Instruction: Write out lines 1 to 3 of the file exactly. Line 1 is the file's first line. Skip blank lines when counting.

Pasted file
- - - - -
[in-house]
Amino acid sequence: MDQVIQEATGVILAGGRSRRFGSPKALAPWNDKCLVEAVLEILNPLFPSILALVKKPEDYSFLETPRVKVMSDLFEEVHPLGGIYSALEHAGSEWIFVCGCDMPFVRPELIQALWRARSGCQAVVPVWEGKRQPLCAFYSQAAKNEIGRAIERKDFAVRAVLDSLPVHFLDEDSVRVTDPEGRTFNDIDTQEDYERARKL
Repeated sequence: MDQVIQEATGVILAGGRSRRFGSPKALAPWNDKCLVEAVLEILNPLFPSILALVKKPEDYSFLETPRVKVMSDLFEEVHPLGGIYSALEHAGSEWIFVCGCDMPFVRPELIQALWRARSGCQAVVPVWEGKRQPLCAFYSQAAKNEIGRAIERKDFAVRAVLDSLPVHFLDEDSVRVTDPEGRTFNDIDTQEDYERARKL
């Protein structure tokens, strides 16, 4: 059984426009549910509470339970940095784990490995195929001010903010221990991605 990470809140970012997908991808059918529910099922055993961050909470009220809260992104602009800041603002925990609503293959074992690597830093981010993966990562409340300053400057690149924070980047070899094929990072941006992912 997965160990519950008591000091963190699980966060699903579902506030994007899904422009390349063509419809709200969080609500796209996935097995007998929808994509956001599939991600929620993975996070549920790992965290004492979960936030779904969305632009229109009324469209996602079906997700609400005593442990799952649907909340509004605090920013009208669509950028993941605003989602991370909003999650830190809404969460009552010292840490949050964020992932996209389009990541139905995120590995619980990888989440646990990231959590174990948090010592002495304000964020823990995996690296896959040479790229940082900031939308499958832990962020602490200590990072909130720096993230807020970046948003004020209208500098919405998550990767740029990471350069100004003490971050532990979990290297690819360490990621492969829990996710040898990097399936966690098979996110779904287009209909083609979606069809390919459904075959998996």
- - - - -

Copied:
[in-house]
Amino acid sequence: MDQVIQEATGVILAGGRSRRFGSPKALAPWNDKCLVEAVLEILNPLFPSILALVKKPEDYSFLETPRVKVMSDLFEEVHPLGGIYSALEHAGSEWIFVCGCDMPFVRPELIQALWRARSGCQAVVPVWEGKRQPLCAFYSQAAKNEIGRAIERKDFAVRAVLDSLPVHFLDEDSVRVTDPEGRTFNDIDTQEDYERARKL
Repeated sequence: MDQVIQEATGVILAGGRSRRFGSPKALAPWNDKCLVEAVLEILNPLFPSILALVKKPEDYSFLETPRVKVMSDLFEEVHPLGGIYSALEHAGSEWIFVCGCDMPFVRPELIQALWRARSGCQAVVPVWEGKRQPLCAFYSQAAKNEIGRAIERKDFAVRAVLDSLPVHFLDEDSVRVTDPEGRTFNDIDTQEDYERARKL